Another attractive downtown Tucson neighborhood, El Presidio was once the most affluent neighborhood in the city. These days, you can enjoy raising a family in one of the signature historic homes of the area surrounded by great art, food, and culture. The neighborhood is bounded by 6th St, W. Alameda, N. Stone Avenue, and Granada Ave.

Most of the residents of El Presidio rent their homes, and it’s a hot spot for young professionals. The neighborhood is one of the oldest developments in the country, and the cultural vibe is strong. The Tucson Museum of Art is in the heart of the neighborhood, and there is thriving nightlife in the area.

  • Population – Under 4000
  • Home Price – Median home value $128,000
  • Rent Prices – $778 for an apartment, $900+ for a single-family home
  • Employers – the University of Arizona, Carondelet St Mary’s Hospital, Davis Marathon Air Force Base
  • Schools –El Presidio Day School, Museum School for the Visual Arts, City High School, Davis Bilingual Elementary Magnet School

Oro Valley

One of the most livable suburbs of Tucson, Oro Valley offers residents ample parks and a beautiful view of Pusch Ridge Peak. Oro Valley is in the western foothills of the Santa Catalina Mountains, about 13 miles north of downtown Tucson. The Tortolita Mountains are just north of town, with views of the Tucson valley to the south. The town occupies the middle Cañada del Oro Valley.

This neighborhood is a well-established area with all the amenities anyone could ask for. It’s known as one of the safest areas in the Tucson metro area, has excellent schools, and is an ideal place to raise a family. Most of the residents own their homes, but it is still possible to find affordable rentals.

While there are plenty of shopping and dining options in Oro Valley, for cultural activities and lively nightlife, most residents make the trip into Tucson.

  • Population – Under 43,000
  • Home Price – Median home value $288,400
  • Rent Prices – $1,138 median rent
  • Employers – Oro Valley Hospital, Casas Church, Davis Marathon Air Force Base
  • Schools – Basis Oro Valley, Basis Oro Valley Primary School, Painted Sky Elementary School, Canyon del Oro High School

Sam Hughes

This neighborhood, named for the Welsh immigrant who founded it in the 1920s, has been a national historic district since 1994. Sam Hughes is between E. Speedway Blvd to the north and E. Broadway Blvd to the south. North Campbell and the University of Arizona are to the west, and N. Country Club Road forms the east boundary of the neighborhood.

This area is full of character and is a hub for young people who enjoy the eclectic atmosphere and families who appreciate the great schools in the district. The annual neighborhood home tour is well-loved, as folks can explore the midcentury modern homes that dot the local landscape. The Sam Hughes Neighborhood Association is active and hosts other events throughout the year.

There are a handful of grocery stores and plenty of opportunities for shopping in boutiques and interesting shops in the area. The proximity to the University of Arizona ensures a lively mix of young and old in the many cafes, shops, restaurants, and bars locates in the neighborhood.

  • Population – Under 10,000
  • Home Price – Median home value $259,735
  • Rent Prices – Median rent $1,016
  • Employers – Oro Valley Hospital, Casas Church, Davis Marathon Air Force Base
  • Schools – Miles-Exploratory Learning Center, Sam Hughes Elementary School, Ida Flood Dodge Traditional Middle Magnet School, Tucson Magnet High School

West University Neighborhood

This colorful college area was the first Tucson suburb north of the SW Pacific railroad when it was settled beginning in 1890. Almost one hundred years later, in 1980, West University became the largest historic district in Arizona. The neighborhood is bordered to the east by the University of Arizona, west by N. 6th Ave to the west, E. 6th to the south, and E. Speedway to the north.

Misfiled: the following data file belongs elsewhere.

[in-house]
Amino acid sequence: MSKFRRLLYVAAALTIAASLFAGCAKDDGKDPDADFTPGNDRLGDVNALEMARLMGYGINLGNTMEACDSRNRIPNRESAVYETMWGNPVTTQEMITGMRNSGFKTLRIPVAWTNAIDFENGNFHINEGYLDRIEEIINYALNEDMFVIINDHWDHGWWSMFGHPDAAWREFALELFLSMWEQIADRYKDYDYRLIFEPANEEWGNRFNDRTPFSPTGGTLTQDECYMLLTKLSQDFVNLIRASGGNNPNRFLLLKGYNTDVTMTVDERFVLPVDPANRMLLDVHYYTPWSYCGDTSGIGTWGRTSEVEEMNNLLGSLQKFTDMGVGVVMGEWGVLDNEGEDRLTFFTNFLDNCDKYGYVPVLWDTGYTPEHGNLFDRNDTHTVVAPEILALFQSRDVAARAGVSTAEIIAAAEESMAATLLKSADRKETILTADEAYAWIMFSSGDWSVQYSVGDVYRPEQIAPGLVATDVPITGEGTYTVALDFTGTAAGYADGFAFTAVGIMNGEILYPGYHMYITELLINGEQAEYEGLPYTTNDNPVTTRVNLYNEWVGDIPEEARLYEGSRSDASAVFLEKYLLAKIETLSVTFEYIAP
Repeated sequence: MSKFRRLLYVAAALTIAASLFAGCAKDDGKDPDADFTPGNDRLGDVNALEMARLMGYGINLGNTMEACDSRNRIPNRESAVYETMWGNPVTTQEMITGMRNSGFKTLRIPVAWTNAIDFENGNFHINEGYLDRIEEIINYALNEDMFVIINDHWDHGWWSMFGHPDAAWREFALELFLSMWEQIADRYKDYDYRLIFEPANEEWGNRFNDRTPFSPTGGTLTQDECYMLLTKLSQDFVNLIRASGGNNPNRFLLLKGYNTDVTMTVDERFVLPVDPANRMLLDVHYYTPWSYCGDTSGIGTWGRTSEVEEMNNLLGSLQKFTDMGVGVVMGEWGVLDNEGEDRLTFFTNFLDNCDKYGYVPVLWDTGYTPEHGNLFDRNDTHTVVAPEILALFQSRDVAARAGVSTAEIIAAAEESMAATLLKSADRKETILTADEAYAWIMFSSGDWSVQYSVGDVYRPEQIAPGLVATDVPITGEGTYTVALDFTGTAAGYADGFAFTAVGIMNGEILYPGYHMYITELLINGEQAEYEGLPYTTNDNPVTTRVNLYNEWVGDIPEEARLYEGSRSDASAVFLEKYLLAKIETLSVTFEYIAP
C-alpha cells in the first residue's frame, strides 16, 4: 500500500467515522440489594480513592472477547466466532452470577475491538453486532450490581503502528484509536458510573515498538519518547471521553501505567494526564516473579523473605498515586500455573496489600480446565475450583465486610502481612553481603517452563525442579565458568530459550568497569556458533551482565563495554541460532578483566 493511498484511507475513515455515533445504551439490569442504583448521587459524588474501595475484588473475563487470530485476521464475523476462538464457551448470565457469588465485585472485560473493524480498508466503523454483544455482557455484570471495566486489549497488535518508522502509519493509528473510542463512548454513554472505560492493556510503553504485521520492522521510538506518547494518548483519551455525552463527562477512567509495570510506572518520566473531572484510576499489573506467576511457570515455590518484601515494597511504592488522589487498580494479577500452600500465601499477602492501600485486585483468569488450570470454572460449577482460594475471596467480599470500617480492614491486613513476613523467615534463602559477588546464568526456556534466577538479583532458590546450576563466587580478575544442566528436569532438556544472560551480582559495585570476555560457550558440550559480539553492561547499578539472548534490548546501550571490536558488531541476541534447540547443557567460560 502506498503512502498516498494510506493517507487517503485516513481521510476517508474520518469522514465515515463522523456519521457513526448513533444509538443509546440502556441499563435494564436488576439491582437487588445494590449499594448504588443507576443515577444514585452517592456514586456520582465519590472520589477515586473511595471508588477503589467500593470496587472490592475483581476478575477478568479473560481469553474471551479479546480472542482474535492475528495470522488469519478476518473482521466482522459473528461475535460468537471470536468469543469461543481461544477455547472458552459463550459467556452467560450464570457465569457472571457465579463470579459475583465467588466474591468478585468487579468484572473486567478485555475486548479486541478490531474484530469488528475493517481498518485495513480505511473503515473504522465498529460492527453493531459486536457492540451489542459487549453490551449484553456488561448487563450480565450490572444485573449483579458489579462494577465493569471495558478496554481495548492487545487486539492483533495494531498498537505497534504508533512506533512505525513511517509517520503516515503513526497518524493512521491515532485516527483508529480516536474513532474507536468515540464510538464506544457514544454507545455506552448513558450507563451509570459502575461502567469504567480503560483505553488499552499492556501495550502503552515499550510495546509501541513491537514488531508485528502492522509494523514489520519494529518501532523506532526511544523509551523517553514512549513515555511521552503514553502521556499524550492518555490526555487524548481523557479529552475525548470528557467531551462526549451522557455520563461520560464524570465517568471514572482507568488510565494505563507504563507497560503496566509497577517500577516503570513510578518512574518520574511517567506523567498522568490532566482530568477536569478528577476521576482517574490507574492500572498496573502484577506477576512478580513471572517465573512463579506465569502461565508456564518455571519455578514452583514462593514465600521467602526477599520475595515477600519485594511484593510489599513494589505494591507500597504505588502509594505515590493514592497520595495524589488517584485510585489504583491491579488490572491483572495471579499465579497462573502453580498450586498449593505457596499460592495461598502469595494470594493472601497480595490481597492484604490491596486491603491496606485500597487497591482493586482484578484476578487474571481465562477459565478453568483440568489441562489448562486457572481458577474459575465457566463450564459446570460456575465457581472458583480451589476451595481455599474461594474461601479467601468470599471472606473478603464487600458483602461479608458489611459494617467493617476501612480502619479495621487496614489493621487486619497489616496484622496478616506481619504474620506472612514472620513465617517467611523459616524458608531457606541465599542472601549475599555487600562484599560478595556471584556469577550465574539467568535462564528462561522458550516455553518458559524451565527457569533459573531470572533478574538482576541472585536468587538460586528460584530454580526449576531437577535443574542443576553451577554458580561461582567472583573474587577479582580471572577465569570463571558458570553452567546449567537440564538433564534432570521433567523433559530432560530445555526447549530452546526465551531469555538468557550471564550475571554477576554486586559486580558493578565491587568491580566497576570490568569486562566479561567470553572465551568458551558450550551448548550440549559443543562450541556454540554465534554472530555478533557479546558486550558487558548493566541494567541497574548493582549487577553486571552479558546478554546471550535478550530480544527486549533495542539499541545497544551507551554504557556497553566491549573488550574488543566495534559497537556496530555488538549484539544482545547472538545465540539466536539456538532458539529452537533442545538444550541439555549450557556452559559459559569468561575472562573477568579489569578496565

The vast majority of residents in West University are renters, and the lively neighborhood atmosphere owes much to the student population. There are many affordable options for renting or buying in the area. Two shopping districts serve the community: 4th Avenue and Main Gate Square, each offering up a wide variety of quick eats, coffee shops, and other amenities. Catalina Park has a children’s area and wading pool which are necessary for beating the heat in the dog days of summer.

  • Population – Under 9,000
  • Home Price – Median home value $102,844
  • Rent Prices – Median rent $760
  • Employers – the University of Arizona, Diamond Children’s Medical Center
  • Schools – Miles-Exploratory Learning Center, Sam Hughes Elementary School, Ida Flood Dodge Traditional Middle Magnet School, Tucson Magnet High School

Broadmoor — Broadway

Rated the #1 Tucson neighborhood by with an A+ for schools, housing, quality for families, and diversity, Broadmoor-Broadway appeals to both young professionals and retirees. This neighborhood even gets an A for nightlife!

This #1 neighborhood is bordered by E. Broadway on the north, S. Tucson Blvd on the west border, E. Winsett on the south, and S. County Club Rd on the east. Residents enjoy that they can walk or bike to popular amenities such as cafes, bars, coffee houses, restaurants, and parks. In this suburban community that’s becoming popular for its sustainability efforts, the majority of residents own their homes.

Considered a bikers’ paradise, gives this neighborhood a bike score of 91/100. When you’re out pedaling around, give these popular places a try: the cocktail bar, Sidecar; top-bakery, Barrio Bread; Kimchi Time for tasty Korean food; and Falora for wood-baked pizzas

  • Population — 2,778
  • Home Price — Median home value $264,112
  • Rent Prices — Median rent $613
  • Income — Median household income $72,911
  • Employers — Local services
  • Schools — University High School, Ida Flood Dodge Traditional Middle Magnet School, Miles-Exploratory Learning Center PK-8, Tucson Magnet High School, Project More High School

No matter what kind of life you seek in Tucson, where you choose to live will have a profound effect on your day-to-day quality of life.

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Francesca Singer

Texan by birth, Francesca has lived in three states and five countries–which makes her a true expert on moving. When... Read More